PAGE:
Berlin students of design Lobke Beckfeld e Johanna Hehemeyer-Cürten have developed a translucent bag made from fruit peels, which dissolves in water and can be used to fertilize plants when it is no longer needed.
Sonnet 155 it is made up of two different post-industrial waste materials: fruit peels left over from the production of juices and cellulose fibers from a local textile factory.
A bag made of peels
Although it resembles a bag with handles, a kind of shopper, the product has a shelf life closer to a shopping bag.
To put it briefly, it is designed to naturally degrade with wear, well before it can be composted or recycled.
We designed the "fruit leather" bag as an evolution of the normal paper bag but we believe people will like it and will be used and loved until it starts to dissolveJohanna Hehemeyer-Cürten, Weißensee Academy of Art in Berlin
I like it!
Okay, it's a temporary bag, made with fruit peels. But the approach is magnificent: the elegant shape transforms the material into a desirable product, which represents sustainability as a plus, rather than a sacrifice.
Sonnet155's key ingredient is pectin, the gelling agent also used for jams, extracted from the cell walls of waste fruits and used as a natural binder.
The fruit peels are reinforced with cellulose fibers more than five millimeters long, discarded in the industrial textile production process because they are too short to become a fabric.
Combined with warm water, the mixture is left to cure in a mold for five days before being stitched together.
A "living" material
The percentage of cellulose, the length and density of the fibers determine the structure, the level of translucency and the strength of the material.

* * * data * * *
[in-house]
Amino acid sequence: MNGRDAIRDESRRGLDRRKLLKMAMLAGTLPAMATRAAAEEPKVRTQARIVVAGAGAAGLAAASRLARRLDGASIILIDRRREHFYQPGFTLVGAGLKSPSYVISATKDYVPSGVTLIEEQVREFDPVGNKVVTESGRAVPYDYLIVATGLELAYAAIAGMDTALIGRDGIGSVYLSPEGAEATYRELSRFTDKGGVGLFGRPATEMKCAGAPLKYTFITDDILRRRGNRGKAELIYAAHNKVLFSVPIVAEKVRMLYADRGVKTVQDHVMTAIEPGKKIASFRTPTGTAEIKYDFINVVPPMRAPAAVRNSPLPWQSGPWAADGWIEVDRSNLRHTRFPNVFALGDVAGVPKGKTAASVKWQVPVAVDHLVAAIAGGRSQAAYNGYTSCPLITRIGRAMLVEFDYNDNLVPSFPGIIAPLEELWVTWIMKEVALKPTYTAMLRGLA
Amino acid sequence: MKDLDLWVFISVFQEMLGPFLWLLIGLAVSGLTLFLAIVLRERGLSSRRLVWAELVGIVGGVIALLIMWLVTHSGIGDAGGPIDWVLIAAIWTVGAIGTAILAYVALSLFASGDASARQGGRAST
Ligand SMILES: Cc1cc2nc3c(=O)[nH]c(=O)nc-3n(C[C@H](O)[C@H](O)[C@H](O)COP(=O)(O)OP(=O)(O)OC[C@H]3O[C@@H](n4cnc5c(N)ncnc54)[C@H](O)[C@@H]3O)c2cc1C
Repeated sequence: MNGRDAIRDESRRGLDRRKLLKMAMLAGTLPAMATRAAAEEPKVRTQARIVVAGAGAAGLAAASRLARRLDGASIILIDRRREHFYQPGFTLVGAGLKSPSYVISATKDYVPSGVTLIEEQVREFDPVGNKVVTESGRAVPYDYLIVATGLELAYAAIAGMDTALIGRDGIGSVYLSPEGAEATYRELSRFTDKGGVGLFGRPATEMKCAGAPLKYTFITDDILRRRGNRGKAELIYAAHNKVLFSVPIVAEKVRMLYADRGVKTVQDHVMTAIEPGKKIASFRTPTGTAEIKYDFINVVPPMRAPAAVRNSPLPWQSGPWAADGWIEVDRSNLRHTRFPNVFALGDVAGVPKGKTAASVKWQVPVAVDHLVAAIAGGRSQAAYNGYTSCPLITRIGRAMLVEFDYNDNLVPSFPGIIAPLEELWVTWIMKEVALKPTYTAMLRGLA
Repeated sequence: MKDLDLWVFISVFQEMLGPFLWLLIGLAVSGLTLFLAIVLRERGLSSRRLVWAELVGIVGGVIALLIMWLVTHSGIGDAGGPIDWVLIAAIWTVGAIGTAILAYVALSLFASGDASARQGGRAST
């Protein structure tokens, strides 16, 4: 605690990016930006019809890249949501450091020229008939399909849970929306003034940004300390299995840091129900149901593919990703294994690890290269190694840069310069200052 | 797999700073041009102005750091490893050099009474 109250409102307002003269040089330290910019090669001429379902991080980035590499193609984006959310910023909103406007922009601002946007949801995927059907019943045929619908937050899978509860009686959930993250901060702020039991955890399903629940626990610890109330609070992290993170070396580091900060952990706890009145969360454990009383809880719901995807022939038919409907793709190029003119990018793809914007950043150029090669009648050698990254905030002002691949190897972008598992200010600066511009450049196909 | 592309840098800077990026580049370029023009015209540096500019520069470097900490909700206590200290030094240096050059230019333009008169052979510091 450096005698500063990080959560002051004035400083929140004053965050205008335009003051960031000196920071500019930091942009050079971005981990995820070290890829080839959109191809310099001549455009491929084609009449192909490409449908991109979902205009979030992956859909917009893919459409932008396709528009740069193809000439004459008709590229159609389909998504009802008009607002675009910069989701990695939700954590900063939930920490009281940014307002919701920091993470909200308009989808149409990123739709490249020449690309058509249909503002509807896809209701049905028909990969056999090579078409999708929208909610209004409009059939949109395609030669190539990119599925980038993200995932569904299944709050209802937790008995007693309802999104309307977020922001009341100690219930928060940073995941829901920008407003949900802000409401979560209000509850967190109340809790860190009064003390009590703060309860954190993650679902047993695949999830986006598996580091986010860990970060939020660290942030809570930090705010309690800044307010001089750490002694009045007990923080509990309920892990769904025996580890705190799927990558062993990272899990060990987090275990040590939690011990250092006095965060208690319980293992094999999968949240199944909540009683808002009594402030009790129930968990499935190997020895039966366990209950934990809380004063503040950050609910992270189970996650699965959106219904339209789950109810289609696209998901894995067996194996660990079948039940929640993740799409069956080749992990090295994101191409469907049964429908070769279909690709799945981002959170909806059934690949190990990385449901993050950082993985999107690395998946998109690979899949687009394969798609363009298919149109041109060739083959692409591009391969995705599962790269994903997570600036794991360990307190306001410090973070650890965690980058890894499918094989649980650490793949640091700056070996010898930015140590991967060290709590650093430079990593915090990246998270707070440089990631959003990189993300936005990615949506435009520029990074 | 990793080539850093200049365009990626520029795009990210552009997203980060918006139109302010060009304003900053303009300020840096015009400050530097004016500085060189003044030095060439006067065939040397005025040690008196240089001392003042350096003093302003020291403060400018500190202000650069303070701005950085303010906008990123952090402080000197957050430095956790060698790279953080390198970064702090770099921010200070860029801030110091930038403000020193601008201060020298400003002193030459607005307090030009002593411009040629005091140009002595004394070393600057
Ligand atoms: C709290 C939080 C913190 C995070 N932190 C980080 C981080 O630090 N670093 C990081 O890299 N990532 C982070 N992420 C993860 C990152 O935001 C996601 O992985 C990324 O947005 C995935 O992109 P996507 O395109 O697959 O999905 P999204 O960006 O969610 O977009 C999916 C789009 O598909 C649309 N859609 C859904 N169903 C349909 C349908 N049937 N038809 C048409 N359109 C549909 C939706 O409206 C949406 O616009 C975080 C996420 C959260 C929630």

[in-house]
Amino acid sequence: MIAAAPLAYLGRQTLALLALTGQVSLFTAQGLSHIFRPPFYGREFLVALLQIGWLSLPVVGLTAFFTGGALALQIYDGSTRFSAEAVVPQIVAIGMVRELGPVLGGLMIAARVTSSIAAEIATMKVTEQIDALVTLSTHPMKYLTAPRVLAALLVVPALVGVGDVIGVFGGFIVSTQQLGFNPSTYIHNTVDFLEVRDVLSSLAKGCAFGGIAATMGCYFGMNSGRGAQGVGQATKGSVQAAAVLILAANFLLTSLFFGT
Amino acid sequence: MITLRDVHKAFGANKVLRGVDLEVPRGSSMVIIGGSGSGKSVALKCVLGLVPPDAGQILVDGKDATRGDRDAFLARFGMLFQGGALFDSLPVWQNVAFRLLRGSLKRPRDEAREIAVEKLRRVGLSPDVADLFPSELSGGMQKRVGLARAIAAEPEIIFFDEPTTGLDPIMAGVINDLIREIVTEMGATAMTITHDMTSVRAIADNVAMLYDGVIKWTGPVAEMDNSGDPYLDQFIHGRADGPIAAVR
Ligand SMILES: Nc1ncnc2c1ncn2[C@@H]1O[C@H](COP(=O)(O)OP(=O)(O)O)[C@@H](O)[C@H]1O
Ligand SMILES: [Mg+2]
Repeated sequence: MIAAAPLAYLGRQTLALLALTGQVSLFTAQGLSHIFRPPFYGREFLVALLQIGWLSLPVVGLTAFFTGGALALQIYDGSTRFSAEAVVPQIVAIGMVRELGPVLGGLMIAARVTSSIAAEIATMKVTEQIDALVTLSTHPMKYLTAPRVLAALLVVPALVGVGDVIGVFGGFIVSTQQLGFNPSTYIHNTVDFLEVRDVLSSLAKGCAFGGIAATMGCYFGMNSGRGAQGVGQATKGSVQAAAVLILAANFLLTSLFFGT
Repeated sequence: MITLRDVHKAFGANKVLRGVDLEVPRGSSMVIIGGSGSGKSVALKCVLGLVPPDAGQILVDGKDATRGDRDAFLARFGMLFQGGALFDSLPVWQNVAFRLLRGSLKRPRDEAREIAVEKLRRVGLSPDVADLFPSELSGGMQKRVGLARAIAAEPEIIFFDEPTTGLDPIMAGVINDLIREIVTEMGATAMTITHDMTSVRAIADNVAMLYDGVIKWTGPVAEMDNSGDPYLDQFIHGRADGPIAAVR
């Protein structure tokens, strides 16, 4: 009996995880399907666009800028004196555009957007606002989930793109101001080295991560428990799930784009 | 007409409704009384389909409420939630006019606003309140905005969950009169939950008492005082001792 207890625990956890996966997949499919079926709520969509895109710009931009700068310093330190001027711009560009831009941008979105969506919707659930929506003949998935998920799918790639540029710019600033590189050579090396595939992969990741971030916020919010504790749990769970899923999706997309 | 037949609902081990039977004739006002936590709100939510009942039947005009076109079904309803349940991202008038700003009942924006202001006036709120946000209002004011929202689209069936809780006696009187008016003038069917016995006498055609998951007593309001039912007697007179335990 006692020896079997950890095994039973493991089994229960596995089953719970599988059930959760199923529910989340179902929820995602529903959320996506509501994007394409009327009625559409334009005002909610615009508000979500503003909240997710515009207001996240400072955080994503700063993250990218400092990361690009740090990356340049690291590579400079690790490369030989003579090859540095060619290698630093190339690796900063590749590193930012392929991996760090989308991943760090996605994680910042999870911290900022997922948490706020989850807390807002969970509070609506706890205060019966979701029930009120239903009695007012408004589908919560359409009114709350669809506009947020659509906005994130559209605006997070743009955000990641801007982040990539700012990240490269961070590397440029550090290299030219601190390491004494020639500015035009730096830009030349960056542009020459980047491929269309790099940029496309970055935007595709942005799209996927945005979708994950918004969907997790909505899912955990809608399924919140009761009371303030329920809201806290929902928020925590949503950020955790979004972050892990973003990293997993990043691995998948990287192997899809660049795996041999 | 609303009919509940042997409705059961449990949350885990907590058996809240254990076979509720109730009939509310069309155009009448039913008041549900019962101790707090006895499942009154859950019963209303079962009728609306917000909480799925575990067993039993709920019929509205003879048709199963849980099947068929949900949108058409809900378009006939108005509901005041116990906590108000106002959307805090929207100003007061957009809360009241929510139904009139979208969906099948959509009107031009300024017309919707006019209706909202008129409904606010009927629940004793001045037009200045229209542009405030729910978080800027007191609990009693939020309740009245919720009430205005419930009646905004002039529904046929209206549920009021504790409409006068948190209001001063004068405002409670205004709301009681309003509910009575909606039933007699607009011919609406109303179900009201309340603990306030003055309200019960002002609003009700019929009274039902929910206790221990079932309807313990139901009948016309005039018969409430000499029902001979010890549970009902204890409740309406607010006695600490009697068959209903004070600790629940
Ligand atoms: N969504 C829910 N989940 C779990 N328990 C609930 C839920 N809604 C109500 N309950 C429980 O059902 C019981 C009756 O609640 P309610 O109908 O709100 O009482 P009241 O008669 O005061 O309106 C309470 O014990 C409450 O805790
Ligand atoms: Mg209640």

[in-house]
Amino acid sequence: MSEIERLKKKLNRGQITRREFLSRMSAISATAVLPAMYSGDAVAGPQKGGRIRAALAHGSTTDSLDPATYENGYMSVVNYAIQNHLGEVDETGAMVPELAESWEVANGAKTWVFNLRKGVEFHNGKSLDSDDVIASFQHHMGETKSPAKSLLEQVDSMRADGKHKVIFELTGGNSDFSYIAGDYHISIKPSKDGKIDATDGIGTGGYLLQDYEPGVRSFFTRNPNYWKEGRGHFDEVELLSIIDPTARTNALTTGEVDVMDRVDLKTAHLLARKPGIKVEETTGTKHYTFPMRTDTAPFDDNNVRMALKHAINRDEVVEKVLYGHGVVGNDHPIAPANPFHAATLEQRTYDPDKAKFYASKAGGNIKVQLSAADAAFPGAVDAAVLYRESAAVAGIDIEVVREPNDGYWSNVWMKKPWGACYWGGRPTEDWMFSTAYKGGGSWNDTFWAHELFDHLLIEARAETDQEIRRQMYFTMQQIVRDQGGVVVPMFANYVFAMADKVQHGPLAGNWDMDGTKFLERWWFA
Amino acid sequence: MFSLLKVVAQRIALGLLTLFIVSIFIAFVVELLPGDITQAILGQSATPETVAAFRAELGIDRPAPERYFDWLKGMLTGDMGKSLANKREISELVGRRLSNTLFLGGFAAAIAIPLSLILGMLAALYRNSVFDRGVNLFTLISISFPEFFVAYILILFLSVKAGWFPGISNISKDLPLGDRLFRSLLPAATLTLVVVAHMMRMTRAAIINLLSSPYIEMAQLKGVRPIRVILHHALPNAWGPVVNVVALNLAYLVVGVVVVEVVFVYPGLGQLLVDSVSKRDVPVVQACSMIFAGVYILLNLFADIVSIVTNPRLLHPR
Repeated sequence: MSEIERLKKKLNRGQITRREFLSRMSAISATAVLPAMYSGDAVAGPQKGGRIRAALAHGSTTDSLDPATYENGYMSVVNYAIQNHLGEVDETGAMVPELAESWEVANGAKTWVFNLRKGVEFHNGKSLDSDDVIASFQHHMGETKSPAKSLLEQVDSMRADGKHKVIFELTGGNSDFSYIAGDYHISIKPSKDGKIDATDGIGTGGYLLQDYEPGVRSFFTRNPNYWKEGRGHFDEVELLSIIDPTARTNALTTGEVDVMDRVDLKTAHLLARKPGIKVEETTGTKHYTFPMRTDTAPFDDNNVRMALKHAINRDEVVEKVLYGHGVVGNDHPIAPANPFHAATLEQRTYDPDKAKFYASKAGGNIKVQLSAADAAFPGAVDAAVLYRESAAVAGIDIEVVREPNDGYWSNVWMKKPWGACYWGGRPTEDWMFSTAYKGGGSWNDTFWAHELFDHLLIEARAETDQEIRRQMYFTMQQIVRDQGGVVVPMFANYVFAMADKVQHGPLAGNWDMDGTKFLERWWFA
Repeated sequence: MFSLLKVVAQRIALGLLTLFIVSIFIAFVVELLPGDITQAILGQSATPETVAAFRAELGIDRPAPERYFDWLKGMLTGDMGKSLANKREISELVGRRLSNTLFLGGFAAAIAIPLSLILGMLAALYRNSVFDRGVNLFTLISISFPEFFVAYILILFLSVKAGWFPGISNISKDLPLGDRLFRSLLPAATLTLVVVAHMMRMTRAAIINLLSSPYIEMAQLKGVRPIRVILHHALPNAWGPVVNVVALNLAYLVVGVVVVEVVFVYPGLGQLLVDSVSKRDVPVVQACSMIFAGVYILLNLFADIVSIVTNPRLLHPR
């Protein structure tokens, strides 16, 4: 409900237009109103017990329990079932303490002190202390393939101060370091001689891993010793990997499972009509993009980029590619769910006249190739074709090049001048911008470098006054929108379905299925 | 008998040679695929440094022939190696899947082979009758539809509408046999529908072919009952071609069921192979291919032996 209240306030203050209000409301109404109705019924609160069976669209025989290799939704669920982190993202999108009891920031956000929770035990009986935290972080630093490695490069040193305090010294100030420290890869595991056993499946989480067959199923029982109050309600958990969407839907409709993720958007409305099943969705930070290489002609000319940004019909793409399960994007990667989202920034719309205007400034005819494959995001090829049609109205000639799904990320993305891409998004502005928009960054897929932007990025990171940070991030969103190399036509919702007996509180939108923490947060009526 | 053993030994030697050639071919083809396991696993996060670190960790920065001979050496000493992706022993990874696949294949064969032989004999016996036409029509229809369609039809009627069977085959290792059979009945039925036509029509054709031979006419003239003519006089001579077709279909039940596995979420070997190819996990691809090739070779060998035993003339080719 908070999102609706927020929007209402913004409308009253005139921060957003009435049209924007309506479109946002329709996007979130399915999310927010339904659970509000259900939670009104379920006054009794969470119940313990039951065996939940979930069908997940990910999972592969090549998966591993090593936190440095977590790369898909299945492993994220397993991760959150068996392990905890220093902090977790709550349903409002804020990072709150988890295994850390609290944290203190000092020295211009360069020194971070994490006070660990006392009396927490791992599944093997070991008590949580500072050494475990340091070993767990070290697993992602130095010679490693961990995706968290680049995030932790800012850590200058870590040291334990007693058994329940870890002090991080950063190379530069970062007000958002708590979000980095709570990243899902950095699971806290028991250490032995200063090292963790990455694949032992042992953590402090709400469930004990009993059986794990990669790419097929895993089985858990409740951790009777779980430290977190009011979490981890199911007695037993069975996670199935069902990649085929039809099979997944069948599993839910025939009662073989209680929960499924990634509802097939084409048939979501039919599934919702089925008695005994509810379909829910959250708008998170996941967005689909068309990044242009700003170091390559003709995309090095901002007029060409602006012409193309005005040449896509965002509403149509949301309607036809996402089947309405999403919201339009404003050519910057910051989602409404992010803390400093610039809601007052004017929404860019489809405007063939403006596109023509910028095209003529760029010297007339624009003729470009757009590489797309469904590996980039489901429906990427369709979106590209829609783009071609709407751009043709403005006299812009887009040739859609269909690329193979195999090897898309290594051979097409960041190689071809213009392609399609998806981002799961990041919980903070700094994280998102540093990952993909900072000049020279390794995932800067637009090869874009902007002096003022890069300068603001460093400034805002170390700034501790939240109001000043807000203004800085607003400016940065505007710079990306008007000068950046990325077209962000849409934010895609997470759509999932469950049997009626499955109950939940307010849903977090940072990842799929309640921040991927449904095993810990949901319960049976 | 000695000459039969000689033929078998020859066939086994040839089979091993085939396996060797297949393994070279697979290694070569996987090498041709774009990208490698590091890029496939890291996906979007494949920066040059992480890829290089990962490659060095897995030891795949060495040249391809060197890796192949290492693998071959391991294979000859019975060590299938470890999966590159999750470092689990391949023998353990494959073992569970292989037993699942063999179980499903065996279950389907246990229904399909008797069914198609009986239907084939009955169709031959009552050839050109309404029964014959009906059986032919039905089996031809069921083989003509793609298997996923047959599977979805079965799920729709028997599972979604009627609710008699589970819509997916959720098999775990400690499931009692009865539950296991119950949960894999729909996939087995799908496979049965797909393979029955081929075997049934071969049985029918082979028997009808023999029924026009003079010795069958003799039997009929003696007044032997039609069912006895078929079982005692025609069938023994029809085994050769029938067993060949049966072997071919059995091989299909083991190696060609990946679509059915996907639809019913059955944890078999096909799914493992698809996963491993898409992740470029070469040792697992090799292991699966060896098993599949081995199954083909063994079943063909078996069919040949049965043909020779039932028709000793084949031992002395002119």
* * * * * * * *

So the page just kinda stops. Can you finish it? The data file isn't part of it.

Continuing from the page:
The natural pigments of the “bag of peels” offer a range of colors from light to dark, from translucent to opaque and from opaque to shimmer and the structure of the mold can make the material opaque or shiny.
The race for recyclable biomaterials: not just peels
Not just bags and peels in the panorama of research on sustainable materials. Among the many cases treated, two very interesting from the fruit. The Italian studio Carlo Ratti Associati has developed a prototype of an orange squeezing machine that transforms waste peels in bioplastic glasses. The engineer Carvey Ehren Maigue turned waste fruit and vegetables into solar panels capable of generating clean energy from ultraviolet light.
No color other than the natural one, in order to easily separate the two ingredients at the end of the cycle.
When too worn to use, the material can be dissolved in warm water and used to create a new bag of the same quality.
Beckfeld and Hehemeyer-Cürten, who are completing their masters at Weißensee Academy of Art in Berlin, are looking for producers to work with to make Sonnet155 commercially available.